“in all matters,” 38 including scope of authority39 and confidentiality. 40 The Child’s Attorney
must follow the client’s directives so long as the child is competent to give instructions. 41 The
Child’s Attorney must abide by the client’s decisions, making a separate decision about whether
the client has the capacity to direct counsel on each distinct legal issue. 42 If the child does not
express his or her wishes, the Child’s Attorney must “make a good faith effort to determine the
child’s wishes . . . [and when the child’s opinion is unavailable] the Child’s Attorney should
determine and advocate the child’s legal interests or request the appointment of a Best Interests
Attorney.” 43 In the event that the Child’s Attorney determines that the child’s expressed
objective would put the child at substantial risk, the Child’s Attorney may request the separate
appointment of a Best Interests Attorney. 44
The Best Interests Attorney’s role is to investigate and advocate for the child’s best interests; 45 to
investigate the child’s views and inform the court unless the child does not wish them to be
38 Id. at § IV.A ( 1) (“Child’s Attorneys are bound by their states’ ethics rules in all matters.”).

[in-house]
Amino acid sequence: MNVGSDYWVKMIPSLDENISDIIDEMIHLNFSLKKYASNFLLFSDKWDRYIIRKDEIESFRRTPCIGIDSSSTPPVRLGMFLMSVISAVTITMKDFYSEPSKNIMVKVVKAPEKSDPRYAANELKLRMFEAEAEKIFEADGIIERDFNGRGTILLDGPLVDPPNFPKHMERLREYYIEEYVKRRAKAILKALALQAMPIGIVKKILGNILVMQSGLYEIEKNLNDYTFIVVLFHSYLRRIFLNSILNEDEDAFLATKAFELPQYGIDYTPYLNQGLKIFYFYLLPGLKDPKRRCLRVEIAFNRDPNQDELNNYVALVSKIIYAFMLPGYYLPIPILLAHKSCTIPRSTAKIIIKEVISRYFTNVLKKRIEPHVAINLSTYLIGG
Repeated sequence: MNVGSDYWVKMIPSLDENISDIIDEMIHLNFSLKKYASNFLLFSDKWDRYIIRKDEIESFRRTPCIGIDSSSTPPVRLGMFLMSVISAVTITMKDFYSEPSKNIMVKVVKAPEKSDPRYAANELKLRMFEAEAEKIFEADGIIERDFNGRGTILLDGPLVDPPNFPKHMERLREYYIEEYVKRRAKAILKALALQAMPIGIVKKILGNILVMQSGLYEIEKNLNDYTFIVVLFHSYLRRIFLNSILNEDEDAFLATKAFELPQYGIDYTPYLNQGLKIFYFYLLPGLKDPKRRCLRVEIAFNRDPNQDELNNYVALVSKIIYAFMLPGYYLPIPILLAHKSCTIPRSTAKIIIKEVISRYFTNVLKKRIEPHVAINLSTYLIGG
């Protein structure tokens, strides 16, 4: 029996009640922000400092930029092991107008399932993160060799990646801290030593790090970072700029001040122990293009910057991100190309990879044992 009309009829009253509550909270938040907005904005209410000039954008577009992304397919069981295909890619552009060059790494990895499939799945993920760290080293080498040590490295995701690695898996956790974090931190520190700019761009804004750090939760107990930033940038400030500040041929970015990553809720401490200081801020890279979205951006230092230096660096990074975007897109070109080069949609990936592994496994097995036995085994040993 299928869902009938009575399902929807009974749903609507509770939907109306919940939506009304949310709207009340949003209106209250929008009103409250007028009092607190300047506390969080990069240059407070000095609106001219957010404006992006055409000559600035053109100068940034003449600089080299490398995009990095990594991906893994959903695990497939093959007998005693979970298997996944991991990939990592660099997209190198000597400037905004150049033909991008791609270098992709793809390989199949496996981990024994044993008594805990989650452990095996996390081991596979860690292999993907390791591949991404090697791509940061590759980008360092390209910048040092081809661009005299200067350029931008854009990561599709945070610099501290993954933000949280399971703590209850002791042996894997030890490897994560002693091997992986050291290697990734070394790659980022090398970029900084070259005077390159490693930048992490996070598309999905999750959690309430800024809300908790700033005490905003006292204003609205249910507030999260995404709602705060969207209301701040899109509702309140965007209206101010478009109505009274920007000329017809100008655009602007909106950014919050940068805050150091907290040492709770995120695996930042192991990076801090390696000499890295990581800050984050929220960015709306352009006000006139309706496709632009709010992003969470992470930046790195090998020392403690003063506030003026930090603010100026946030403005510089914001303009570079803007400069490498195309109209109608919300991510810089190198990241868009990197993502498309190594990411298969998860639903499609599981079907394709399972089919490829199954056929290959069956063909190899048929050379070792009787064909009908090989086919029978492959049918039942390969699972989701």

39 ABA Standard, supra note 3, at § IV.A ( 1).
40 Id. at § IV.A ( 1) cmt. (“The child is an individual with independent views. To ensure that the child’s independent
voice is heard, the Child’s Attorney should advocate the child’s articulated position and owes traditional duties to
the child as client, subject to rules 1. 2(a) and 1. 14 of the Model Rules of Professional Conduct.”).
41 Id. at § IV.C (“The child is entitled to determine the overall objectives to be pursued. The Child’s Attorney may
make certain decisions about the manner of achieving those objectives, particularly on procedural matters, as any
adult’s lawyer would. These Standards do not require the lawyer to consult with the child on matters which would
not require consultation with an adult client, nor to discuss with the child issues for which the child’s developmental
limitations make it not feasible to obtain the child’s direction, as with an infant or preverbal child.”).
42 Id. at § IV.C ( i) (“The Child’s Attorney should make a separate determination whether the child has “diminished
capacity” pursuant to Model Rule 1. 14 (2000) with respect to each issue in which the child is called upon to direct
44 ABA Standard, supra note 3, at § IV.C ( iii) (“If the Child’s Attorney determines that pursuing the child’s
expressed objective would put the child at risk of substantial physical, financial or other harm, and is not merely
contrary to the lawyer’s opinion of the child’s interests, the lawyer may request appointment of a separate Best
Interests Attorney and continue to represent the child’s expressed position, unless the child’s position is prohibited
by law or without any factual foundation. The Child’s Attorney should not reveal the reason for the request for a
Best Interests Attorney, which would compromise the child’s position, unless such disclosure is authorized by the
ethics rule on confidentiality that is in force in the state.”).
45 Id. at § V.E (“The Best Interests Attorney should conduct thorough, continuing, and independent investigations . .